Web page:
I grew up in a gardening family. This meant that I learned a lot about taking care of my body while standing on a stool in the kitchen. Both my parents and my grandparents knew a lot about how to use fresh produce to whip up a long list of delicious dishes. They also knew how to preserve the summer taste and nutrition for those long winter days. “Putting up” fruits and vegetables, therefore became a commonplace skill for me.
When I was 30, I was diagnosed with infertility and all my skills at preparing and preserving fresh garden vegetables seemed to be “not good enough”. I was still broken. I began to learn about all the other plants, the ones I had been weeding out of my tomatoes, the ones in the grassy places beside my garden. It seemed at the time that to learn about these “wild” plants, I would have to learn an entirely new skill set from the one I had so easily added into my life as a child.
I spent a long time learning how to make tinctures, pills, teas and more. There was an endless search for the right gadgets to make these new necessities. I’ll admit right now that I probably like a good gadget more than the next person. My kitchen is filled with all manner of specialty equipment. But, when it comes to making natural health in the kitchen, I found my new reality in simplicity.
The bottom-line truth about making home healthcare goods is that it really isn’t any different than what grandma taught us about “putting up” our vegetables. The harvest is a little different, but the thought process and the equipment is just the same.
How To Choose?
How do you decide whether you want to can, freeze or dry a tomato? You make that decision knowing that each way will cause you to lose a different set of nutrients. You decide which will be the most practical form to have it in when you want to use it in the winter. I like canned tomato juice for chili making, it’s quicker to the table than if I have to thaw a bag of juice.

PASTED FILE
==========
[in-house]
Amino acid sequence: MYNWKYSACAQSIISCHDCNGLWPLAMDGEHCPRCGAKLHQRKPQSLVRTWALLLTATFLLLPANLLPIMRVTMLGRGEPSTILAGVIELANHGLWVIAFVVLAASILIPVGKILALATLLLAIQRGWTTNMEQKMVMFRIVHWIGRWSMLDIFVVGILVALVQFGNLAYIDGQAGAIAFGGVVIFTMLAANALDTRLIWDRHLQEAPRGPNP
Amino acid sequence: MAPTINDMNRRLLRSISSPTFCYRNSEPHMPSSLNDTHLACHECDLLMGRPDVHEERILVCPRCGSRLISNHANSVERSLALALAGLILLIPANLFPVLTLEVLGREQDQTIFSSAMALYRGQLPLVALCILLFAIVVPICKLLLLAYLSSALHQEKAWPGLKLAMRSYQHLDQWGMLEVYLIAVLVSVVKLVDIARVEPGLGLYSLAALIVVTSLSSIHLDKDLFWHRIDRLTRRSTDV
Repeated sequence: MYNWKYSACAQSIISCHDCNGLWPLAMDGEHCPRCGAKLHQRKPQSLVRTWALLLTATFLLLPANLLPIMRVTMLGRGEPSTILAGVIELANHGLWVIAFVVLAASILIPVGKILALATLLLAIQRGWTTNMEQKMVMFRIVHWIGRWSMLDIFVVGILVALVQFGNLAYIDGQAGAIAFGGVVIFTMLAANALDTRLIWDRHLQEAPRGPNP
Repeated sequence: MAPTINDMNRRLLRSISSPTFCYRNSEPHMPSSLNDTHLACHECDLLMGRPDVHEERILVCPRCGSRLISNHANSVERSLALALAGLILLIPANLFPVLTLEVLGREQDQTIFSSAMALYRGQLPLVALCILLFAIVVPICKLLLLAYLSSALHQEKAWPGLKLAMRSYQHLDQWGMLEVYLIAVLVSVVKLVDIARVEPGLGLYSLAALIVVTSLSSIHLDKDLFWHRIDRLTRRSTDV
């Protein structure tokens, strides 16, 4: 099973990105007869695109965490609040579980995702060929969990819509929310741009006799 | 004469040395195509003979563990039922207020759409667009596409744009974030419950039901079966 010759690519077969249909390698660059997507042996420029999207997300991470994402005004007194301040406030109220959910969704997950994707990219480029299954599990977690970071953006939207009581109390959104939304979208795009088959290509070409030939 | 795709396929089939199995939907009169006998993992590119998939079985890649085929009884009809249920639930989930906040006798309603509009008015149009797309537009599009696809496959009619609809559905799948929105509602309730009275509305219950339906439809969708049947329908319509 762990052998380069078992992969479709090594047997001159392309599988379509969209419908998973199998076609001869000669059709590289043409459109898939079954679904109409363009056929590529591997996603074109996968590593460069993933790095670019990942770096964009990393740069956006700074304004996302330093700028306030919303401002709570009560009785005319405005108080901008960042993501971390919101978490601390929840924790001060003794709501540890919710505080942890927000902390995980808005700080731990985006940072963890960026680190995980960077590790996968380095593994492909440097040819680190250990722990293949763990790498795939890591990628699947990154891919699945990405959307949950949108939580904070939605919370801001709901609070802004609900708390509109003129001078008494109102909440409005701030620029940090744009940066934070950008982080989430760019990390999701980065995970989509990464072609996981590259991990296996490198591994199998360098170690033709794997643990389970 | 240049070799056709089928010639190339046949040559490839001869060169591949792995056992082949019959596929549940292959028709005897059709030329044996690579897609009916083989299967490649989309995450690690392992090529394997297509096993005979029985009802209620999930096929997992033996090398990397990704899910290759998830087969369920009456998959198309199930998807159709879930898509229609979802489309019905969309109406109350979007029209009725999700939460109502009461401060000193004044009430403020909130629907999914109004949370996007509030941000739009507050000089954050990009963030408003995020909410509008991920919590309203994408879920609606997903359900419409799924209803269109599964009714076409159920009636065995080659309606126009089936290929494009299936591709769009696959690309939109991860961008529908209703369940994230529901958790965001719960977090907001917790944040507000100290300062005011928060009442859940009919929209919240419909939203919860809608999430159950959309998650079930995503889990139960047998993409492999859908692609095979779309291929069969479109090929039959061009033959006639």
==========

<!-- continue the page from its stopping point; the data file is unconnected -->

The same mentality goes for our herbs. Will we want to use them dried in a tea? Do we want to drop a frozen cube into a smoothie? When it comes to herbal tinctures, there are two reasons to choose them:
- Some plants can’t bear to be dried. They are too fragile and begin to lose too much of their nutrition and benefit unless they are “processed” quickly. Herbal tinctures capture the peak of this type of produce.
- Herbal tinctures enter the bloodstream faster than most other supplementation methods. We use a tincture under the tongue (usually 30-40 drops at a time, repeated 3-4 times a day) and it does not need to travel through our digestive system to give us benefit.
Tinctures are best for issues that crave immediate relief.
How to Make Herbal Tinctures (The Simple Kitchen Way):
- Select a glass container (remember, no fancy stuff right? I like a simple canning jar here).
- Fill the container 1/3 full with dried or fresh herb (If fresh, let it wilt down a bit first. Too much water content can make your tincture less shelf stable and dilute its goodness.)
- Cover herbs with your choice of vodka, gin, rum or brandy. Truthfully any alcohol that is above 80 proof will do in most cases. You might also like to select apple cider vinegar.
- Secure the lid. Label the jar and leave it sit for 4-6 weeks.
- Shake the jar as often as possible to distribute the herbs inside.
- At the end of the 4-6 weeks strain the herbs out of your tincture and bottle it (or keep it in the original canning jar and dip it out a spoonful at a time).
Next time you get intimidated by a supplement in the grocery store, remember, the idea of using plants in your backyard for health started with “putting up” what we needed for the winter. While you can and freeze those zucchini, you should be putting up your medicine as well!
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Dawn Combs is the author of Heal Local: 20 Essential Herbs for Do-it-Yourself Home Healthcare and Conceiving Healthy Babies: An Herbal Guide to Support Preconception, Pregnancy and Lactation. You can find her online at her Mockingbird Meadows website.